December 20, 2010

Lucid Links (122010, Morning)

Filed under: Lucid Links — Tom @ 9:04 am

Powerline goes back to a UK Independent item by the almost eponymously-named Charles Onians from March 2000 claiming that:

Britain’s winter ends tomorrow with further indications of a striking environmental change: snow is starting to disappear from our lives.

… Global warming, the heating of the atmosphere by increased amounts of industrial gases, is now accepted as a reality by the international community.

… According to Dr David Viner, a senior research scientist at the climatic research unit (CRU) of the University of East Anglia,within a few years winter snowfall will become “a very rare and exciting event”.

“Children just aren’t going to know what snow is,” he said.

East Anglia’s CRU was the source of the Climategate e-mails, including the smoking gun e-mail from Kevin Trenberth at the National Center for Atmospheric Research in Boulder, Colorado, to which yours truly devoted a column a bit over a year ago.

As to those predictions that kids would rarely see snow, that’s a big “Oops”:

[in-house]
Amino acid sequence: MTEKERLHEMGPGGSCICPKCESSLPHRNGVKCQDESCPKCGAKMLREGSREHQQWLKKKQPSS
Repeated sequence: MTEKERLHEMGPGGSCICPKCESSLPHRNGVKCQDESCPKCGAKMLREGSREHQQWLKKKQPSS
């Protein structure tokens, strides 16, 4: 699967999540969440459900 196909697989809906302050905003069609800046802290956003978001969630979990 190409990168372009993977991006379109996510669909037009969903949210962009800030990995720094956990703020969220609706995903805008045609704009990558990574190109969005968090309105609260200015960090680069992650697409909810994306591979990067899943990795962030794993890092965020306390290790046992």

Christmas travel plans ruined for half a million air passengers
The boss of Britain’s busiest airport was facing mounting anger after the Christmas travel plans of half a million air passengers were ruined.

… As passengers were forced to sleep in terminal buildings for a third night, there was mounting criticism of BAA, the airport operator.

Boris Johnson, the mayor of London, rang Colin Matthews, the chief executive of BAA, to demand answers over why the airport had failed to cope.

Well, if you’re misled by a bunch of agenda-driven pseudo-scientists into thinking that snow is essentially a thing of the past, you don’t prepare for it.

Believing in globaloney (my shorthand for the belief that dangerous global warming is occurring, that human activity is its primary cause, and that only radical, statist controls on every aspect of our lives will prevent it) to the point where it’s “accepted as a reality” — even though it has long since been exposed as possibly the greatest hoax ever attempted on mankind, and definitely “the worst scientific scandal of our generation” — has painful real-world consequences.